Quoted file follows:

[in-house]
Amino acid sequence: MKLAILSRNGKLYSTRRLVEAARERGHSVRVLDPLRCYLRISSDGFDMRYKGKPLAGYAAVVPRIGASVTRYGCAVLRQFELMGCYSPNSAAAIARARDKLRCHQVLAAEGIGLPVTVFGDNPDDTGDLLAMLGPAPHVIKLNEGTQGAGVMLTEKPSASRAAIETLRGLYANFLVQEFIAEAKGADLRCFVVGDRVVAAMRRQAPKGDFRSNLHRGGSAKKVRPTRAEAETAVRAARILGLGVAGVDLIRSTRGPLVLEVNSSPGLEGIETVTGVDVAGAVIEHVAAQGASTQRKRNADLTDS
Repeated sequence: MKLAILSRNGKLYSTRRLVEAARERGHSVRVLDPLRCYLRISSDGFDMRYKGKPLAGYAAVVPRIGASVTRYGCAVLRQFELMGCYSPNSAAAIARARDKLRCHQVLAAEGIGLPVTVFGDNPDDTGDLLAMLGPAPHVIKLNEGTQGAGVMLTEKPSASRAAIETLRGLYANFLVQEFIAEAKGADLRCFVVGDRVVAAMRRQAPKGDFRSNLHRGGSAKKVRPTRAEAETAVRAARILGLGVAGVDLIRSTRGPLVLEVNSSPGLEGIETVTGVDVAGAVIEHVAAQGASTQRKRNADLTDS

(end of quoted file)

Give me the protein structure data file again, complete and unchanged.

[in-house]
Amino acid sequence: MKLAILSRNGKLYSTRRLVEAARERGHSVRVLDPLRCYLRISSDGFDMRYKGKPLAGYAAVVPRIGASVTRYGCAVLRQFELMGCYSPNSAAAIARARDKLRCHQVLAAEGIGLPVTVFGDNPDDTGDLLAMLGPAPHVIKLNEGTQGAGVMLTEKPSASRAAIETLRGLYANFLVQEFIAEAKGADLRCFVVGDRVVAAMRRQAPKGDFRSNLHRGGSAKKVRPTRAEAETAVRAARILGLGVAGVDLIRSTRGPLVLEVNSSPGLEGIETVTGVDVAGAVIEHVAAQGASTQRKRNADLTDS
Repeated sequence: MKLAILSRNGKLYSTRRLVEAARERGHSVRVLDPLRCYLRISSDGFDMRYKGKPLAGYAAVVPRIGASVTRYGCAVLRQFELMGCYSPNSAAAIARARDKLRCHQVLAAEGIGLPVTVFGDNPDDTGDLLAMLGPAPHVIKLNEGTQGAGVMLTEKPSASRAAIETLRGLYANFLVQEFIAEAKGADLRCFVVGDRVVAAMRRQAPKGDFRSNLHRGGSAKKVRPTRAEAETAVRAARILGLGVAGVDLIRSTRGPLVLEVNSSPGLEGIETVTGVDVAGAVIEHVAAQGASTQRKRNADLTDS